Homeschooling takes up so much of my life that it is difficult to write here without making a regular feature of it. As much fun as my goats and chickens are, the sad truth is that most of my everyday oatmeal existence is wrapped up in home educating my children and the kitchen life cycle of cleaning, cooking, eating, cleaning, cleaning, cooking, eating, cleaning.

Homeschooling is the most complex relationship in my life. It is a love/hate thing.

I love homeschooling for the time it gives me with my children; I hate homeschooling for the time it takes from me.

I love homeschooling for the childhood time it has given my children; I hate the way it prevents me from getting ahead with my projects.

I love homeschooling for the way it is organic and holistic; I hate the way it permeates my whole house.

I love it for the way my kids are engaging in real learning; I hate it for the way it is a consuming passion.

There are days when I long to be normal, and there are days when I wouldn’t trade homeschooling for the world. Ultimately, I won’t give it up, because I know it’s the best choice for my children, and because I would have a very difficult time fitting into the systems schedule after all these years. The teachers should be glad our kids are kept home. Years of making your own holidays would be hard habit to kick.

With such a complicated emotions on the subject, you may well wonder why I homeschool. Funny, but of all the questions I’ve fielded on the subject that is an unasked question. Perhaps, it is because people think they know why you homeschool. Perhaps it is because they fear an attack on their particular educational choice.  Most of the comments received are positive: “O, that’s great, my sister’s old roommate’s third cousin twice removed homeschools her kids, too.”  Some are slightly veiled expressions of disapproval: “Will you continue through high school?” “What about Algebra?” “What other activities do your kids do?” The first two are sometimes curiosity, but feel like mistrust in your academic ability. The latter is just another way of asking the socialization question. Rarely, one encounters clear hostility: “Well, I guess some people do that.”  I make a point of not being offended by anything less than point-blank attacks from strangers.  The one comment that puzzles me is: “I could never do that!”  Strangely, this comment sometimes comes from women working demanding jobs which require serious organization skills.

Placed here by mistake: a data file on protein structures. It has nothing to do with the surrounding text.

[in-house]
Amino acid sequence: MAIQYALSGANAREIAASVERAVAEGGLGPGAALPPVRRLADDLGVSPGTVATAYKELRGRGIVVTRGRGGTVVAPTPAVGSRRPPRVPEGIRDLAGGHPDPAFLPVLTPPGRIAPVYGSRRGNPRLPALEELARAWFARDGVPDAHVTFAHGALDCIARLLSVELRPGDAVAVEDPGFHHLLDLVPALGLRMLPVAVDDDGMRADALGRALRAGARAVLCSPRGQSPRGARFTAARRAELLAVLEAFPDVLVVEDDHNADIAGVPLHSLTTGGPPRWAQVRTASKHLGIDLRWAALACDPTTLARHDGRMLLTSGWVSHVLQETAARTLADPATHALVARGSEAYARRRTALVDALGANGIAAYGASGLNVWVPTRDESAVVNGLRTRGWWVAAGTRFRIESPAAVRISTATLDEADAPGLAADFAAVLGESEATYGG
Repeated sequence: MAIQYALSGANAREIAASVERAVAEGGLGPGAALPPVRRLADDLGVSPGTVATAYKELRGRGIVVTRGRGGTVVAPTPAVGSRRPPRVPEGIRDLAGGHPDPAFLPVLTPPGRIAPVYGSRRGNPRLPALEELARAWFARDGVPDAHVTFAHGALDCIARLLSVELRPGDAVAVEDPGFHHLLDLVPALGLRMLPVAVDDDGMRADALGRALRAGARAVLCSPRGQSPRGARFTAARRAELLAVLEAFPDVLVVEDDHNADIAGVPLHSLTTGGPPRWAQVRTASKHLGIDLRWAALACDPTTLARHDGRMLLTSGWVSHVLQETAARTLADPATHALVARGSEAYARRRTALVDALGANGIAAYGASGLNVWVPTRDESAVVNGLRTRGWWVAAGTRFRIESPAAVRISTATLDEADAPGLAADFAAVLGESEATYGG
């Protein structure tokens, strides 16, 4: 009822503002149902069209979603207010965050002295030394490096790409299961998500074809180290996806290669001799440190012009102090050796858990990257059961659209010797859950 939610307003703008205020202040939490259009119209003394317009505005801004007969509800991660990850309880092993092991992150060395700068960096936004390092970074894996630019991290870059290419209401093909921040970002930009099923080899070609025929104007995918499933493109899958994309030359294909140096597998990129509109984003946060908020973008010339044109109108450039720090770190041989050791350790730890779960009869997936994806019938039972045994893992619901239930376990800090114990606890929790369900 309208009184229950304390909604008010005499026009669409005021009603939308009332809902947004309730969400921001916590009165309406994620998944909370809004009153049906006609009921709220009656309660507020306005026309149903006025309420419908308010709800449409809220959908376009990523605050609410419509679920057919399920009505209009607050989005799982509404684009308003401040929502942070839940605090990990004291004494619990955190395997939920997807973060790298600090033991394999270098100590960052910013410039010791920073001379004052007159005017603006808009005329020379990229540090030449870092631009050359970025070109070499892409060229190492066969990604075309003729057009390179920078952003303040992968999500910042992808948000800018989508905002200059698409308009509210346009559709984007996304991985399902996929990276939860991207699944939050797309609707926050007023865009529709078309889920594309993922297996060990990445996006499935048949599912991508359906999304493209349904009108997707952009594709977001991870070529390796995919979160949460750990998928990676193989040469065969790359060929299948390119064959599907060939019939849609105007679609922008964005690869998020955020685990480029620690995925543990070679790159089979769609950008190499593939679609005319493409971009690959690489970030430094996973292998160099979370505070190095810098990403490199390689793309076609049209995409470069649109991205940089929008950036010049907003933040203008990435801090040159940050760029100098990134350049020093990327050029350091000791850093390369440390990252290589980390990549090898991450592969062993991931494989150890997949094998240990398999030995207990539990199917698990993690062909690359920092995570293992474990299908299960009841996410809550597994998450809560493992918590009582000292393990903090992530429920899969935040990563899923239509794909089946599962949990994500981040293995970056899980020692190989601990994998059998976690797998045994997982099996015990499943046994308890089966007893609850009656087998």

Homeschooling isn’t easy, nor is it mandatory for good parenting, nor is it the right fit for all families. But if it is a good fit for you and yours, or if  you had to homeschool, it would be doable.  This comment always has the unintended effect of making me feel like a disappointment to the homeschool mom race. Not only do I not even own a denim jumper, I do no impossible feats, I don’t grow every veggie we eat, and I don’t feed my family on $50 a month.

The short answer to why we  personally home educate is: because we like the lifestyle; because my philosophy of education is completely different from the system’s philosophy; because it is the most efficient way for my kids to get the whole education I feel responsible to give them.

I was homeschooled for nine years of my education, and I have homeschooled my children for nine years as well. Over the years I have discovered what works for us and what does not, and it still a learning process.  I would like to share some of that here, over time.


Filed under Home education

2 responses to “Homeschooling

  1. Thanks Shannon! I loved being homeschooled and am thankful for all the work and years my mom put into it. It was HARD work and it did take over the house and her life! I’m sure we didn’t receive a “perfect” education (does such a thing exist? I’m still being educated… it’s never done!) but even without a college degree (gasp!) she did a a really excellent job with all four of us. Our philosophy of education doesn’t line up at all with public school either, for many reasons, so we will homeschool ours (or if the Lord opens doors for a Sacred Road school, they will go to a very alternative-style Christian school with the other kids here on the reservation). Do you mind me asking whether there is a general philosophy “out there” that you do line up with for your kids’ education? The more we look at Charlotte Mason’s ideas, the more sold we are on them.

  2. “I”m still being educated…it’s never done.” I feel the same way, too. A sense of always learning is something I hope to foster in my girls. It shouldn’t ever be done.
    Charlotte Mason’s philosophy is super, it’s one of things I’d like to have time to write about. I used a lot of her ideas, especially when the girls were younger, and still find that her basic idea of “Education is an atmosphere, a discipline and a life” is very ingrained in how we do things now. We use more textbook type books now that the girls are older, but still try to make sure that they are “living.”
    You may have already read, “When Children Love to Learn” edited by Elaine Cooper, it is a great book about how CM ideas are used in a class room. Starting a CM style cottage school would be such an exciting venture!